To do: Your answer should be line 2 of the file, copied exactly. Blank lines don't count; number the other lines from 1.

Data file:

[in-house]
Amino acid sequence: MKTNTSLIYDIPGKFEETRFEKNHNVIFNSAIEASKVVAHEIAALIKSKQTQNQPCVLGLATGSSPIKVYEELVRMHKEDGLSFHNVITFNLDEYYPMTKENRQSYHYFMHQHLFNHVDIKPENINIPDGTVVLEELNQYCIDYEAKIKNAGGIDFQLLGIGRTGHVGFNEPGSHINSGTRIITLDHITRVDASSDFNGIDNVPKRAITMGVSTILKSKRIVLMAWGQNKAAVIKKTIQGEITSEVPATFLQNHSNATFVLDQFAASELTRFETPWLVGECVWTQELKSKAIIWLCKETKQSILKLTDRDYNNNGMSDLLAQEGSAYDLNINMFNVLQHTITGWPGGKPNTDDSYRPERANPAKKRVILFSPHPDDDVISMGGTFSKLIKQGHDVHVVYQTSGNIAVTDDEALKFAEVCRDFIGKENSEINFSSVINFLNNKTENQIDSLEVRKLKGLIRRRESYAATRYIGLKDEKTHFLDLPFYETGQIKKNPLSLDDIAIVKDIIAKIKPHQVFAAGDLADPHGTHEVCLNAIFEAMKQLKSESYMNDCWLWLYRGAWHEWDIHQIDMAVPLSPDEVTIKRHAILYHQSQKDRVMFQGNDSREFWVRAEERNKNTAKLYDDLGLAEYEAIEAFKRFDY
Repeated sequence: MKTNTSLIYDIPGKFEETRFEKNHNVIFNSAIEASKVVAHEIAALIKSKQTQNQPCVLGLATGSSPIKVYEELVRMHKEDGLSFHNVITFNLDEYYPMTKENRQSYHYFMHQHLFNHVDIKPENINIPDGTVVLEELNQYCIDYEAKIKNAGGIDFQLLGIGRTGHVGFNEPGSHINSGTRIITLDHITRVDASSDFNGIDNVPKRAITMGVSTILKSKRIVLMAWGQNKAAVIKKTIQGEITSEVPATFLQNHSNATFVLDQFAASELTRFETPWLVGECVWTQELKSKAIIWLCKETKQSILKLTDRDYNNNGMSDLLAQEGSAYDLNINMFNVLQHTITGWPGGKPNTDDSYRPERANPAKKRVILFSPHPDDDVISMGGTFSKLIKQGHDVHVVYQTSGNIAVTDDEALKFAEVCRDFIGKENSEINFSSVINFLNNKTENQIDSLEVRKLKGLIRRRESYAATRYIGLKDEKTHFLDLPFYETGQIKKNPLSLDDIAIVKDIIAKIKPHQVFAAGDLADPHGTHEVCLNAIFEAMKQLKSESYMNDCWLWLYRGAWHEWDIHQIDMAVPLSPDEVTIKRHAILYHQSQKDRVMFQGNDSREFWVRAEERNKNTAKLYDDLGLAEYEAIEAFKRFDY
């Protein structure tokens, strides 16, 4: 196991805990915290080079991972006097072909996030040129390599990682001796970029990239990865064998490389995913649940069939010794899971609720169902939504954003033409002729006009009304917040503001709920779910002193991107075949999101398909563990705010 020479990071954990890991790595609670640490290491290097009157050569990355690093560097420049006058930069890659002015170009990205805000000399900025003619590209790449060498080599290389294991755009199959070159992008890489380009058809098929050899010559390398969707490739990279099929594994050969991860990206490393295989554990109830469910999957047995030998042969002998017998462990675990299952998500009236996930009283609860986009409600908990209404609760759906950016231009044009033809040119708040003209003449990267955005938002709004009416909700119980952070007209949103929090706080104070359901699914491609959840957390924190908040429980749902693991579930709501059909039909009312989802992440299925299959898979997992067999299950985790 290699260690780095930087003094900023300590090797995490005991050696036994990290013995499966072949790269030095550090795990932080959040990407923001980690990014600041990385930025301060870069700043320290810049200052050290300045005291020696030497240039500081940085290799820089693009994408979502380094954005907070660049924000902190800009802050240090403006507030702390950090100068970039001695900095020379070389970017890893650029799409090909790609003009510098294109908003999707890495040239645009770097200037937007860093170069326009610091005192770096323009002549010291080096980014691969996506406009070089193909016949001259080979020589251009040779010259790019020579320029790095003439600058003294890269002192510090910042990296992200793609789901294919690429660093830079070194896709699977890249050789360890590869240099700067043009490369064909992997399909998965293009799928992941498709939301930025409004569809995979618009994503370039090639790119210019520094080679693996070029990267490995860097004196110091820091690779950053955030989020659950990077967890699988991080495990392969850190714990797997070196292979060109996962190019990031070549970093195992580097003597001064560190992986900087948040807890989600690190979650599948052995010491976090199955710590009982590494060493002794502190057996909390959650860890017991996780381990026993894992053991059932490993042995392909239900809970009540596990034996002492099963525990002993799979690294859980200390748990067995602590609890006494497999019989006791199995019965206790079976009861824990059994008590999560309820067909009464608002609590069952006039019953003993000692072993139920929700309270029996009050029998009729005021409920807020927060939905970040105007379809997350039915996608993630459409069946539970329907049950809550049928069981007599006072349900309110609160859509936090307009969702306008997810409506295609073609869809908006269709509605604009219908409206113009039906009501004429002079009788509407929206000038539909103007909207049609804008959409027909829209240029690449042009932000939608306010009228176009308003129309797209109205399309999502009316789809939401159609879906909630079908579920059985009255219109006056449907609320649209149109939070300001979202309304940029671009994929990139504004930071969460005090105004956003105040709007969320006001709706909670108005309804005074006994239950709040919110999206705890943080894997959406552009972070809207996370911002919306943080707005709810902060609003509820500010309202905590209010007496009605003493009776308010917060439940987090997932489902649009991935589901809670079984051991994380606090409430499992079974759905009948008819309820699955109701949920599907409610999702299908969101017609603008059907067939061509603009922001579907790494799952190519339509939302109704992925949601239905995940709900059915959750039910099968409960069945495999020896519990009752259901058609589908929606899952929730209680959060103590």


Amino acid sequence: MKTNTSLIYDIPGKFEETRFEKNHNVIFNSAIEASKVVAHEIAALIKSKQTQNQPCVLGLATGSSPIKVYEELVRMHKEDGLSFHNVITFNLDEYYPMTKENRQSYHYFMHQHLFNHVDIKPENINIPDGTVVLEELNQYCIDYEAKIKNAGGIDFQLLGIGRTGHVGFNEPGSHINSGTRIITLDHITRVDASSDFNGIDNVPKRAITMGVSTILKSKRIVLMAWGQNKAAVIKKTIQGEITSEVPATFLQNHSNATFVLDQFAASELTRFETPWLVGECVWTQELKSKAIIWLCKETKQSILKLTDRDYNNNGMSDLLAQEGSAYDLNINMFNVLQHTITGWPGGKPNTDDSYRPERANPAKKRVILFSPHPDDDVISMGGTFSKLIKQGHDVHVVYQTSGNIAVTDDEALKFAEVCRDFIGKENSEINFSSVINFLNNKTENQIDSLEVRKLKGLIRRRESYAATRYIGLKDEKTHFLDLPFYETGQIKKNPLSLDDIAIVKDIIAKIKPHQVFAAGDLADPHGTHEVCLNAIFEAMKQLKSESYMNDCWLWLYRGAWHEWDIHQIDMAVPLSPDEVTIKRHAILYHQSQKDRVMFQGNDSREFWVRAEERNKNTAKLYDDLGLAEYEAIEAFKRFDY